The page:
Friday, January 6, 2012

Another Good-bye … For Now

Can I just go on record and say it: I hate cancer. Hate it, hate it, hate it! I hate what it does to my friends. I hate what it did to my parents. I hate what it may one day do me. Can God use cancer to do good things, deeper things, spiritual things in people’s lives? Yes. I’ve seen God do that more times than I can count, and I’m grateful for God’s redeeming grace. But I still hate cancer.

Maybe I feel so strongly right now because yesterday I buried another friend. His name is Ralph and he died of colon cancer. And oddly enough I buried him on what would have been my dad’s 98th birthday had he not died of colon cancer himself at age 73. Did I mention that I hate cancer?

It’s been more than a year since Ralph got his diagnosis and the doctor told him he had maybe a couple of months to live. Death got the word and set up camp outside Ralph’s door. And it didn’t take long for Death to realize he should have packed a bigger suitcase. Ralph blew past those first two months and kept on going—not “going” as in laying around in a bed waiting to die, but “going” as in on with his life—family and work and having fun. Treatments knocked him down, but he always got back up.

I was on my way to see my daughter’s family in Texas the first of July when I got a call from Ralph. “The doctor told me my liver is failing and I’ll be lucky to live the rest of the week,” he said. Well, he made it through that week and about fourteen more on top of that. It wasn’t easy. He was sick a lot, had to be in the hospital off and on for one procedure or another. But he didn’t give up and he didn’t give in.

I’ve walked through the land of cancer with a lot people over more than thirty years of ministry, and some of them were real fighters. But I’m not sure I’ve ever seen anyone fight cancer with the courage, faith, and ferocity of Ralph Brewer. On his last doctor’s visit, the doctor said, “Ralph, we can’t give you anymore treatments. We all agree it will make things worse instead of better. It’s like trying to knock down a concrete wall with a baseball bat.” Ralph looked at the doctor and said, “You’d be surprised what I can knock down with a baseball bat.” And they gave him one more treatment. Ralph was one tough fighter. The colorful evangelist Billy Sunday once said this about sin: “I’m against sin. I’ll kick it as long as I have a foot. I’ll fight it as long as I have a fist. I’ll butt it as long as I have a head. I’ll bite it as long as I’ve got a tooth. And when I’m old and fistless and footless and toothless, I’ll gum it till I go home to Glory and it goes home to perdition.” That’s the way Ralph fought cancer. And when Ralph breathed his last on Saturday morning, I don’t know who was more exhausted: Ralph or his cancer.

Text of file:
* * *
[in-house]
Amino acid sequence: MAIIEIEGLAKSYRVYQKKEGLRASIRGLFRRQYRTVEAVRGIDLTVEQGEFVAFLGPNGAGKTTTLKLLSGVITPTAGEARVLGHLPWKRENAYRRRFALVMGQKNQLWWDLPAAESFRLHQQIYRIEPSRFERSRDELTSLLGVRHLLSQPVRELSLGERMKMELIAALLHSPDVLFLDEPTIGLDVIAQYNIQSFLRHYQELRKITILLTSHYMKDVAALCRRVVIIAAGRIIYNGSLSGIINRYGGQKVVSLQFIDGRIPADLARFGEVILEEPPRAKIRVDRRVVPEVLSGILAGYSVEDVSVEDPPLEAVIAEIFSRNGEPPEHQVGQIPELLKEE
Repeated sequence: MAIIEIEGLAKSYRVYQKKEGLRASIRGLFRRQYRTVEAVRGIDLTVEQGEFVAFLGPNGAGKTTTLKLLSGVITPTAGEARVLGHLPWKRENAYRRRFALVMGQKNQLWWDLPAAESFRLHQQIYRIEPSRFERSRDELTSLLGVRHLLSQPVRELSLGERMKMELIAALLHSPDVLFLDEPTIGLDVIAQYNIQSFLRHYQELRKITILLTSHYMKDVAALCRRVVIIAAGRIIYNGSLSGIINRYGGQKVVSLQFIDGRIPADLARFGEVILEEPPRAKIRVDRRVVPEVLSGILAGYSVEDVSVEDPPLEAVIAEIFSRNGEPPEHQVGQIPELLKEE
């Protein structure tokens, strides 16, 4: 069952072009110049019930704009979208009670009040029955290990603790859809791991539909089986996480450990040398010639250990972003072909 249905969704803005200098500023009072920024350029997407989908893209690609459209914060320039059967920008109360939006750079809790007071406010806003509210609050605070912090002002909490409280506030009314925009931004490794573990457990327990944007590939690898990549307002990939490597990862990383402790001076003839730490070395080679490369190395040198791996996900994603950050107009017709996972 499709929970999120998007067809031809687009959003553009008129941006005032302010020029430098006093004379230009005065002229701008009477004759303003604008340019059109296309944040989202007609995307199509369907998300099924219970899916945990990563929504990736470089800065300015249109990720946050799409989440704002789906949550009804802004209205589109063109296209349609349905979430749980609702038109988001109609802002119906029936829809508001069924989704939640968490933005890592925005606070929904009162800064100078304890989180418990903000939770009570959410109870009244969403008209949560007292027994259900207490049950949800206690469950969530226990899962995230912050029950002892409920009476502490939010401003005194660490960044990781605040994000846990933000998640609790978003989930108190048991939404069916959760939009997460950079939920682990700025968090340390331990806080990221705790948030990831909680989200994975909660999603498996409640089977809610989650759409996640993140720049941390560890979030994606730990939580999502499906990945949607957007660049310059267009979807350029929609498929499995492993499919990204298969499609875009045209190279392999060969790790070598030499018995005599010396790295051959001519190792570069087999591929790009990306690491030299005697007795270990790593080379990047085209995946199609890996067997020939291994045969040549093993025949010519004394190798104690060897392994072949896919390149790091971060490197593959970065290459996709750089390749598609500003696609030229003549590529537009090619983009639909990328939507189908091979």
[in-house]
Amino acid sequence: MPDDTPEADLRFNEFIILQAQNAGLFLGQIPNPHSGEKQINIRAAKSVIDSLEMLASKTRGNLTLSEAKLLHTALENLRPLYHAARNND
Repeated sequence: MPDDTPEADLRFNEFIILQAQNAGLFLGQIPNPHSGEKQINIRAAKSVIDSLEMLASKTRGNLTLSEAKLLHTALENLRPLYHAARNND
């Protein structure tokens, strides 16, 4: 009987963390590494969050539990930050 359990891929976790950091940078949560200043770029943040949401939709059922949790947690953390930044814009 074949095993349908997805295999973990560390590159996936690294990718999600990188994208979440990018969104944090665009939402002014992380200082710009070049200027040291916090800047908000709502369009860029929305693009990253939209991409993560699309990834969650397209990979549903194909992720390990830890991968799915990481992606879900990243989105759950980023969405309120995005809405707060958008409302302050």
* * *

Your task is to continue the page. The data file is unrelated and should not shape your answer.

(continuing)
There was a big crowd at the funeral. Ralph had lots of friends. One of the things I loved most about Ralph is that Ralph was Ralph—and he was that all the time. He didn’t try to be somebody else. He didn’t try to be one person in front of this group, and somebody else in front of that group. He was just Ralph—unvarnished, honest, funny, a good insurance man, hard-working, hard-playing, hard-headed, a devoted friend, a devoted dad, authentic, 100% Ralph. And Ralph was a Christian too. He wasn’t the greatest Christian that ever lived. But he loved Jesus. He leaned on Jesus’ mercy and grace for his sins—of which he was deeply aware—and he grew closer and closer to Jesus in the past year (which as his pastor was a real joy to watch.) When I think of Ralph an old Bruce Carroll song comes to mind:

I am wise, I am a fool,
A servant with a yearn to rule,
Good intentions and selfish schemes
A saint who soars on broken wings.

I am shadow, I am light
I am wrong and I am right,
Sometimes shining oh so bright,
Sometimes fading into night.
Lord, you walk with me through shadow and light.

That was pretty much Ralph, and the Lord did walk with Ralph through shadow and through light.

But now the shadows are all gone. Don’t think for a minute that cancer won that battle. Yesterday, Ralph’s cancer was buried in the ground for good—it’s done, it’s over, it can’t do him anymore harm. And what about Ralph? Well, you remember what Jesus said to Martha as they stood next to Lazarus’ grave? “I am the resurrection and the life. He that believes in me, though he were dead yet shall he live. He that lives and believes in me will never die.” Ralph lived and believed in the Lord, and that means that Ralph is alive and well with the Lord today. It may not look like it on the surface, and it doesn’t much feel like it right now in our hearts, but Ralph won that battle with cancer, and he’s taking his victory lap in heaven even now. You know, heaven—that place where cancer can never find its way in.

But that still doesn’t change the fact that I hate cancer. Because of cancer a father had to say goodbye to his son, kids had to say goodbye to their dad, and I and many others had to say goodbye to yet another friend. So go to hell where you belong, Cancer. You might have got your pound of flesh, but Ralph got a ton of life—eternal life. And because God wants to spend eternity with His children, cancer loses, God’s children win, and our good-byes are just for now.


  1. You say so much in your blogs that are better and beyond anything I could hope to say. Ralph was a dear friend to me and my family...for many reasons. Thank you for sharing something so real and so on target.

  2. I hate cancer too - My Mom died at the age of 49 from cancer. I was only 27 with a 9 month baby and life seemed so unfair. Life does go on and we have our faith to keep us going. More recently we lost our beloved coworked, Wanda, after only a month of knowing she had cancer. You would think with today's technology a cure could be found.

  3. Good bye my friend, see you tomorrow. James